It becomes obvious that the judge and the jury are going to support the blond farmer’s case and so the black farmer plays his last card. He claims that he has been unable to worship EGO because of the fence. He also claims that the blond farmer not only doesn’t believe in EGO, but has also been cursing almighty God and that if all the blonds were to build fences this would make it difficult for anyone to worship EGO. Religion unites the majority of the jury against the blond and he loses the case.
As long as the case was a local dispute between neighbours about responsible farming, it could be resolved by the parties directly involved. However when it became a religious issue, it involved and united villagers behind their respective faiths. They were prepared to do a lot to achieve their goals, especially if their actions were supported by their religious leaders.

I had a religious and conservative education, and later a scientific and secular education and this has led me to believe that moral education must be separated from religious education if it is to be rational, independent and free.

Religion and morality should be taught in an agreed and appropriate manner if societies are to be healthy, strong and harmonious.

The signing of the Magna Carta (Great Charter) on June 15th 1215 was an important education-related event. The charter was agreed between King John of England and a group of rebel barons as part of peace negotiations. It guaranteed that the rebel barons would not face imprisonment, promised them justice and exemption from certain taxes and payments levied by the crown.

The parties did not honour their respective commitments and later the charter was annulled by Pope Innocent III, leading to the First Barons’ War.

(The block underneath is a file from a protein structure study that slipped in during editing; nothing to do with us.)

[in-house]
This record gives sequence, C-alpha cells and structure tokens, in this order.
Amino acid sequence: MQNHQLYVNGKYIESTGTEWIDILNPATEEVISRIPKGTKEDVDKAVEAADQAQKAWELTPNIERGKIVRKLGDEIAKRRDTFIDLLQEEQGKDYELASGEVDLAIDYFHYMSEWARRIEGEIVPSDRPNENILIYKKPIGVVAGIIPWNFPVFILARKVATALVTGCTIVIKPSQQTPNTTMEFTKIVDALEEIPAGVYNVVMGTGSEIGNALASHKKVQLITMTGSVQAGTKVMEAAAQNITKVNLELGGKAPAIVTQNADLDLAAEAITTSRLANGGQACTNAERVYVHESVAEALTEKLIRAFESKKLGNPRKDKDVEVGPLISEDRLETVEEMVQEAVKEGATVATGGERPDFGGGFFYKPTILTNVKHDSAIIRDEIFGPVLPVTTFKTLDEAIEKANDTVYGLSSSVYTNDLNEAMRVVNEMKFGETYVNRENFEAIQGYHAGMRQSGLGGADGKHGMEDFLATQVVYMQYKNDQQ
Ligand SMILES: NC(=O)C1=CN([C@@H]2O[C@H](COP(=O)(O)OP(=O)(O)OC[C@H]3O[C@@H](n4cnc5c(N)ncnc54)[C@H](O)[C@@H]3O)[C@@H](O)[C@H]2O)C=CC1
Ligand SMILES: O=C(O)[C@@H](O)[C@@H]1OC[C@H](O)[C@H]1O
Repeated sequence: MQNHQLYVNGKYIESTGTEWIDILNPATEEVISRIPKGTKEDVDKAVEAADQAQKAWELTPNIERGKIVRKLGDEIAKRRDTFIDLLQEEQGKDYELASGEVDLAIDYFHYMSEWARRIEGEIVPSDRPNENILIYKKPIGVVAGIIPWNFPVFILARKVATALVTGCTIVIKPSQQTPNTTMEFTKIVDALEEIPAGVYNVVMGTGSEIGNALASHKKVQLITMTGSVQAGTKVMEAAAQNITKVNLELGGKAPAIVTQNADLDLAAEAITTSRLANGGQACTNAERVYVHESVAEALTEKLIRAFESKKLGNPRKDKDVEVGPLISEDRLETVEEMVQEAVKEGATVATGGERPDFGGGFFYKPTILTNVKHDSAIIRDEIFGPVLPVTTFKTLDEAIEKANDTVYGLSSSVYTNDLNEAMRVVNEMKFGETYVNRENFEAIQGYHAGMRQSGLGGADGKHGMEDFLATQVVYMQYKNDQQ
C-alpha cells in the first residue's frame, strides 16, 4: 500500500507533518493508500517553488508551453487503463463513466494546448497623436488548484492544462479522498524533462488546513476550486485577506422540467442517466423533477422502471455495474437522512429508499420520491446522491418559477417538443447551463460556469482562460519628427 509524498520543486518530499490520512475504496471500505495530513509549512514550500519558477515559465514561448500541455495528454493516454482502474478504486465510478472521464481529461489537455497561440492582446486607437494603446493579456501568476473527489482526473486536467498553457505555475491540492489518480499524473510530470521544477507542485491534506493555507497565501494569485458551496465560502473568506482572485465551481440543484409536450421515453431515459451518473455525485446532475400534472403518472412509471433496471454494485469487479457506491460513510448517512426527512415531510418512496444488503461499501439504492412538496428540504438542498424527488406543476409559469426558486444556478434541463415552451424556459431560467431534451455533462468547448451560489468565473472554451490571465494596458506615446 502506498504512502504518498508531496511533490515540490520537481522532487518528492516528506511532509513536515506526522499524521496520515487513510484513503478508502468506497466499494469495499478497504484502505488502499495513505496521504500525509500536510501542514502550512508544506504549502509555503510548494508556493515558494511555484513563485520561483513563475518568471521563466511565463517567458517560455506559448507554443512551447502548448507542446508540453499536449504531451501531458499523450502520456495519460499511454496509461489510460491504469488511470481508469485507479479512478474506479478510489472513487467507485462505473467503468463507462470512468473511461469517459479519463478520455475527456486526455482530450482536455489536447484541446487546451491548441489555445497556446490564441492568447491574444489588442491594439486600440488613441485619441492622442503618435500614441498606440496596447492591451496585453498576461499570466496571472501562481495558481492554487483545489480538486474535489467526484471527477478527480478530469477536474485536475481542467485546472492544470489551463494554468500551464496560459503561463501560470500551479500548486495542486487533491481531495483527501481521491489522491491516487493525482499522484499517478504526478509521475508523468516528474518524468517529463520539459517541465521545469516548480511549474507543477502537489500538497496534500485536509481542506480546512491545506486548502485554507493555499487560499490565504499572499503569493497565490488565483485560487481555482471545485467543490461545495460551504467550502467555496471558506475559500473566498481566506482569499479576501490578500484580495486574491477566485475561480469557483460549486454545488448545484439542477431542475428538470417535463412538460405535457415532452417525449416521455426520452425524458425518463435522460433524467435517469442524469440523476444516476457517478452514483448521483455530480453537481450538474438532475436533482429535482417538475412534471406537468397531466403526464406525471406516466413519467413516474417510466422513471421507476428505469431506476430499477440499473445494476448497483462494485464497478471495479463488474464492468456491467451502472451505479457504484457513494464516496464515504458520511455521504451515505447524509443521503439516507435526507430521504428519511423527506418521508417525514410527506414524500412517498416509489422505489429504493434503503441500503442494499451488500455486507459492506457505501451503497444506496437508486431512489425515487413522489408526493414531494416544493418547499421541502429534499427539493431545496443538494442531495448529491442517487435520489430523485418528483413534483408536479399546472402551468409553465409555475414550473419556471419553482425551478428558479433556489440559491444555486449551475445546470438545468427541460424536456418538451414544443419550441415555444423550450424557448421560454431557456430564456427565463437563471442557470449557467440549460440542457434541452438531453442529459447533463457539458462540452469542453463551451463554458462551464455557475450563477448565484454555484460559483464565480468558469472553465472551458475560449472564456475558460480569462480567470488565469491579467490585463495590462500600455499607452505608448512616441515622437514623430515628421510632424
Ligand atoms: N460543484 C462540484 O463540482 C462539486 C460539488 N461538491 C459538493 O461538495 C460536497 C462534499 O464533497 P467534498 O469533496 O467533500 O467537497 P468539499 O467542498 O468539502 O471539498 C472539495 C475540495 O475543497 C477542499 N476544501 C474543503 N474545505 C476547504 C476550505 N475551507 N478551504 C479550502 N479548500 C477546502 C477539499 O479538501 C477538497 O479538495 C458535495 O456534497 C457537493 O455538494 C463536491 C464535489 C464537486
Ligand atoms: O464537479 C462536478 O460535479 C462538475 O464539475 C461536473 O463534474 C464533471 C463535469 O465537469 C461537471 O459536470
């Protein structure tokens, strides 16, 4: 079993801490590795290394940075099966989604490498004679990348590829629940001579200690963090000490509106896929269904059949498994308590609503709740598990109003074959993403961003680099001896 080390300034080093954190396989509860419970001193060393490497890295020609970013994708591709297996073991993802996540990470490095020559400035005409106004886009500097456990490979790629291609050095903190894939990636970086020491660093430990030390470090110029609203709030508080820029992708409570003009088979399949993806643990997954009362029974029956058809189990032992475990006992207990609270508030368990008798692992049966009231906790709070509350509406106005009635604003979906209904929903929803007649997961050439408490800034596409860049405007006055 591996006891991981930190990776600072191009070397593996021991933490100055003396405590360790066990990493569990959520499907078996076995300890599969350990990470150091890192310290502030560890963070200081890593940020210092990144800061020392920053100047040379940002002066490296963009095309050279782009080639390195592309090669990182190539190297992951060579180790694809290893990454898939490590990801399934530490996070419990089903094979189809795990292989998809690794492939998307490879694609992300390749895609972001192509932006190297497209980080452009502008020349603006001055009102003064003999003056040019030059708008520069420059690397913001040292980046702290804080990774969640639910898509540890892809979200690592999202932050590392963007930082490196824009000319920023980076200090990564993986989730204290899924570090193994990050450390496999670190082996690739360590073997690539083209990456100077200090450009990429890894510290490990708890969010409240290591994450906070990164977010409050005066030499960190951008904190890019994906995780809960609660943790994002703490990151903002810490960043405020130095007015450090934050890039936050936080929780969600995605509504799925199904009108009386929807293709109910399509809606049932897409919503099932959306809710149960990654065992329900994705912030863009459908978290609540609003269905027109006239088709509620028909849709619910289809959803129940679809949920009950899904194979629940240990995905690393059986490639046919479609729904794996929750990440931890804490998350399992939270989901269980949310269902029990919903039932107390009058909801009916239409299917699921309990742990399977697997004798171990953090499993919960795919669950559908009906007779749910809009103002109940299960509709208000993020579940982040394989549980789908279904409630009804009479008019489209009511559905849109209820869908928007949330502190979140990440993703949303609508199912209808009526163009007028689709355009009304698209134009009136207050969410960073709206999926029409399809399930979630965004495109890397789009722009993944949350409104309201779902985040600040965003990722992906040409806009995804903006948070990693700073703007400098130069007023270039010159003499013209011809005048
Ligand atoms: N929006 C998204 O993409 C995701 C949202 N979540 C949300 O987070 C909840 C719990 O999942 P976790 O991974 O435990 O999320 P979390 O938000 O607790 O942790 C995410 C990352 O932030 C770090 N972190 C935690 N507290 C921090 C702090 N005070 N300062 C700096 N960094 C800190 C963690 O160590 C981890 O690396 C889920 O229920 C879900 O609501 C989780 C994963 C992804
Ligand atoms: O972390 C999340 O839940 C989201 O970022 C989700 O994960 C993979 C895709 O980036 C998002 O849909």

It is interesting to note that the mistrust between the parties was such that the barons insisted that the agreement should be written. They realised that oral promises would not hold.

These events took place at a time when the vast majority of the population was illiterate. The production of such a detailed written chart was therefore a significant achievement.

Magna Carta, which was a political agreement, has become an international symbol of freedom. Its consequences can be seen in later English history, the history of the United States, and the modern world. It has been researched, quoted and used by lawyers and historians ever since it was written. Magna Carta was an influence on the American colonists and the American Constitution which was written in 1787 and became the supreme law of the United States.

Analysis of the foundations of American colonial education in the seventeenth century makes it clear that the education system was significantly influenced by European teachers and intellectuals. This is not surprising as the early colonisation of America was mainly by Europeans. They believed that the primary goal of education was to save souls and so most education was based on the scriptures. The first schools to be established followed the Puritan tradition. Some groups of European immigrants tried to maintain their religious beliefs, morals and even their original language.

Teaching was informal and performed within the family circle, usually from books and publications with basic references from the Bible.
The change from theoretical to practical and more up-to-date education began during industrialisation in the nineteenth century.

It was illegal to educate slaves, but although this law was applied more strictly in the South it was not universally adhered to.

Most schools were for boys only and girls were educated at home or in all-girls schools where they learned domestic skills such as sewing and cooking.
If one could read one could be a teacher. Teachers were using the Old and the New Testaments and students were required to memorise as much as possible. Bible knowledge was the measure of success.